The harmony of mysticism
It may sound bizarre to begin with: Norwegian hymns clothed in the Afghan Pashtu language and alternated with poems by the Persian mystic Rumi, sung in English. But the deeper the occupation with spiritual traditions, the more boundaries dissolve, parallels between Islam and Christianity becoming increasingly tangible.
When it comes to music, such fusion can lead to exhilarating results. This is very much the case with "What Was Said", the joint album by the Afghan-German singer Simin Tander and the Norwegian musicians Tord Gustavsen and Jarle Vespestad.
The Cologne-based singer Simin Tander is admired across Europe for her delicate jazz compositions, presented on the albums "Wagma" and "When Waters Travel Home" recorded with her quartet, as well as for her part in the cross-cultural big band Eurasians Unity, involving musicians from Tashkent to Germany.
Her new project is more inward-looking, discovering quiet sounds and spaces. Her partner on the piano is a specialist in this kind of introspection. "Tord Gustavsen has a very natural way of concentrating on the essence, on small melodies, on a single note. He′s very quick to feel the core of a piece. It′s a dream to play with a pianist who picks up your every breath and yet still gives you space," says Tander in interview with Qantara.de.
Re-interpreting the mystic tradition
The pieces of this very special spiritual encounter came together step by step: Gustavsen, born into a Protestant environment, gained experience with church music from an early age. He developed a liberal approach to Christianity and grew interested in mystical traditions of diverse cultures, discovering Sufi poetry.
Tander has been familiar with Gustavsen′s work since her student days, while he is an admirer of her voice and her style of presenting jazz sounds in Pashtu, her father′s language. And the sound of the language also sparked their collaboration: the translation into Pashtu lifts the old hymns, set to traditional Norwegian melodies in the 18th and 19th centuries by pastors, professors and teachers, to a universal level.
"Tord wanted to raise the lyrics out of their conservative fetters and concentrate on their mystic potential," says Tander. "And for me it was important that the verses are changed so that I can forge a connection to them without the close reference to Christian teachings."
The translations went into sensitive detail: Gustavsen had his new interpretations translated by the Afghan poet B. Hamsaaya, with Naqib Sermelwall, a longstanding acquaintance of the Tander family who has been working intensively with Pashtu and Sufi poetry and literature for decades, weighing up individual words. Reading the new version of a former Lutheran hymn by Peter Jacobsen Hygom, for example, gives an impression of the fusion with the divine, rendered almost as the Persian mystic Jalal al-Din Rumi might have described it.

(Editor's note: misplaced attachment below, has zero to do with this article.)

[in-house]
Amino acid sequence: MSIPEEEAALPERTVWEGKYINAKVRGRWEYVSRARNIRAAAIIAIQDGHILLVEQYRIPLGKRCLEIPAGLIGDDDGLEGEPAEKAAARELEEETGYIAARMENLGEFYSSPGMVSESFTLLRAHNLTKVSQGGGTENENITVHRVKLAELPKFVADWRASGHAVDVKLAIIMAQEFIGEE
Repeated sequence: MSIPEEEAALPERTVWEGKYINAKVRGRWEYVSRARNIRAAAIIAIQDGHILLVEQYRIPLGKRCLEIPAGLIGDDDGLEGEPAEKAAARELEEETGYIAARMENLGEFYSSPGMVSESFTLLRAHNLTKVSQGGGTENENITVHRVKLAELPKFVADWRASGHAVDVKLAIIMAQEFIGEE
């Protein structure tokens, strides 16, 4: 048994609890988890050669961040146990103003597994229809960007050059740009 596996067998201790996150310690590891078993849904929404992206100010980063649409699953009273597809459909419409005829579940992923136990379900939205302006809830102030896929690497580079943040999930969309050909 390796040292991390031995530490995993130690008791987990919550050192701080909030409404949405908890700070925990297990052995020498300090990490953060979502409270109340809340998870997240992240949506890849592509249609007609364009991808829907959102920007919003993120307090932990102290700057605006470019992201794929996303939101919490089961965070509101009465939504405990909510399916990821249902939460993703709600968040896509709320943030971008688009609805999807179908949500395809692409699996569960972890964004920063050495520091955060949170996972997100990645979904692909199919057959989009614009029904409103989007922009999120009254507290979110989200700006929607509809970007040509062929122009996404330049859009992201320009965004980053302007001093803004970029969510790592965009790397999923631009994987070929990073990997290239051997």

Tander′s aspirated, suggestive vocals opens up the meditative space in an intimate dynamic with the reduced piano lines. Percussionist Jarle Vespestad adds rhythmic impulses laden with imagination. "For me it was also a question of trusting myself to leave things out and allow pauses, to immerse myself in a sound full of calm. I couldn′t have done that two years ago. The main thing is the devotion, without a trace of anything forced."
In this bound-breaking spirituality, it is no longer even important that Pashtu is a language of Islamic culture, says Tander. "As most listeners don′t understand the words, they take in the contemplative aspect via the sounds." Inversely, the additional songs based on works by Rumi are also not performed in the original language, but in Coleman Barks′ English translation.
Gustavsen has set the poems to music closely aligned to the words′ rhythm, creating a recitative atmosphere. The poetry comes across very directly in his renderings, for example in the title piece "What Was Said". Here, devotion to the divine is described as the force that makes a rose bloom and a pomegranate-blossom blush.
It is distinctive for this project′s openness that the CD centres around another poem not bred on religious soil at all. "I Refuse" originates from the American poet Kenneth Rexroth, considered part of the Beat Generation. His verses embody an unbridled will for freedom, a disobedience to others′ expectations – and thus also a mentality that places one′s own spiritual experience over orthodox teachings and books.
Sufism and Christian music in harmony – in times in which the spectre of the culture clash is omnipresent, this combination might also be a signal. Tander relativises, however: "We don′t want to communicate that explicitly," she emphasises. "Much more than political signals, we′re interested in a passionate and personal approach to spirituality, which flows on in the music." Listeners who take time to immerse themselves in this music will experience the three artists′ great passion. A passion nourished by the divine in every one of us.
© Qantara.de 2016
Translated from the German by Katy Derbyshire